|Issue No 76||03 November 2000|
Senate Slams State Sector AWAs
THE CPSU is hailing yesterday's Senate committee's unanimous report on AWAs in the public service as a "complete vindication" of its strong stance opposing individual contracts.
National secretary Wendy Caird urged the Government to adopt a string of recommendations from the multi-party Finance and Public Administration References Committee, which was openly critical of the way individual agreements have been applied in the public sector.
"People have been forced to take AWAs when a collective agreement, open to public scrutiny, is more appropriate," she said.
"Individual, undisclosed performance bonuses don't sit well in an environment based on teamwork and public accountability. They open the door to favouritism and a loss of independence.
"The Australian Public Service has a proud record of community service, based on openness and accountability.
"When you trample those principles you threaten the credibility of the organisation."
Senators from all major parties, including Liberals and Nationals, signed up for the unanimous report which recommends against performance bonuses and expresses concern about the affects of AWAs on public service integrity.
Amongst senate committee recommendations to Government are...
Ms Caird described the 77-page report as "excellent".
"It exposes Government duplicity in dealing with its own employees," she said. "They talk openness but practise secrecy and obstruction.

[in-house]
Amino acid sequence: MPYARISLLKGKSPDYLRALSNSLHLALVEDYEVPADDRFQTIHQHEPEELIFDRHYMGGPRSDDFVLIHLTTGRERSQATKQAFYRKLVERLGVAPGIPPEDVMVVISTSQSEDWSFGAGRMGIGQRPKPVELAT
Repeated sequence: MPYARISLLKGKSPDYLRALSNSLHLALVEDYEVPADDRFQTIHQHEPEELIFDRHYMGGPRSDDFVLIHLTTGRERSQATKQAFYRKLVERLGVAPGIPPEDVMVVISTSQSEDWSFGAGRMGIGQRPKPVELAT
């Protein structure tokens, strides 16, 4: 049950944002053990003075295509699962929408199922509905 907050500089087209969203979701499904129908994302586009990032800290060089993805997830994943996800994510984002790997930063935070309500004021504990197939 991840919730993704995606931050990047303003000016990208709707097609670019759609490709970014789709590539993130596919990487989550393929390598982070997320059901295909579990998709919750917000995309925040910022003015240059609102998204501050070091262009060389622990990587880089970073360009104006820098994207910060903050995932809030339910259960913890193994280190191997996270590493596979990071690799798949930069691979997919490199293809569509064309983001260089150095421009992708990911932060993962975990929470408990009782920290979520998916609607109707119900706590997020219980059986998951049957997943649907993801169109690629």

"The committee describes the way AWAs are used in some agencies as being 'in conflict with community values and expectations of an accountable public service' and they are right on the money."
Interview: Withering On The Vine
Cooking shows and 'Bugs fucking to Mozart' may become the staple diet on our ABC as news and current affairs face a war of attrition. Quentin Dempster gives Workers Online an insider's view of our endangered national broadcaster .
US Election: Sugar Candy Politics
Like in everything else, Americans like their politics sugar coated. A Nation in denial, they are happier maintaining the fantasy that the world is a fine and dandy place says Michael Gadiel.
US Election: George W. Bushwhacked by Texas Truth Squad
The Texas Truth Squad are a group of Texan union members travelling the US on a crusade to expose the Republican presidential nominee as a corporate rogue who in his time as Governer proved himself as an enemy of the worker.
History: Federation and the Labour Movement
National celebrations will mark the Centenary of Federation next year. The labour movement's opposition to Federation at the referenda held around the Australian colonies in 1899 will attract less commemoration, although the republicans of 1999 might have benefited from reflection on the causes of working class discontent one hundred years earlier says Stuart Macintyre.
International: Unions Mac Their Day
McDonald's - the biggest employer of young people around the world - is increasingly becoming the target of union recognition campaigns, backed by human rights groups concerned about the fast food chains practices in countries such as Indonesia, China, Russia, Canada and Germany.
Satire: Wiranto’s charity album inspires genocidal maniacs everywhere
Indonesia’s favourite former strongman, General Wiranto, has recently decided to record an album of love songs. Entitled To You My Indonesia, Wiranto’s album has already sold 8,000 copies and is raising money for refugees.
Review: What About the Workers?
A big, gruff bloke in a blue singlet, on strike or just not working, and generally being difficult. That's the trade unionist for you. Barry Cohen's new book What About the Workers? shows this image may have a bit of truth about it, but he would be telling a few good yarns while he was standing about.
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Last Modified: 15 Nov 2005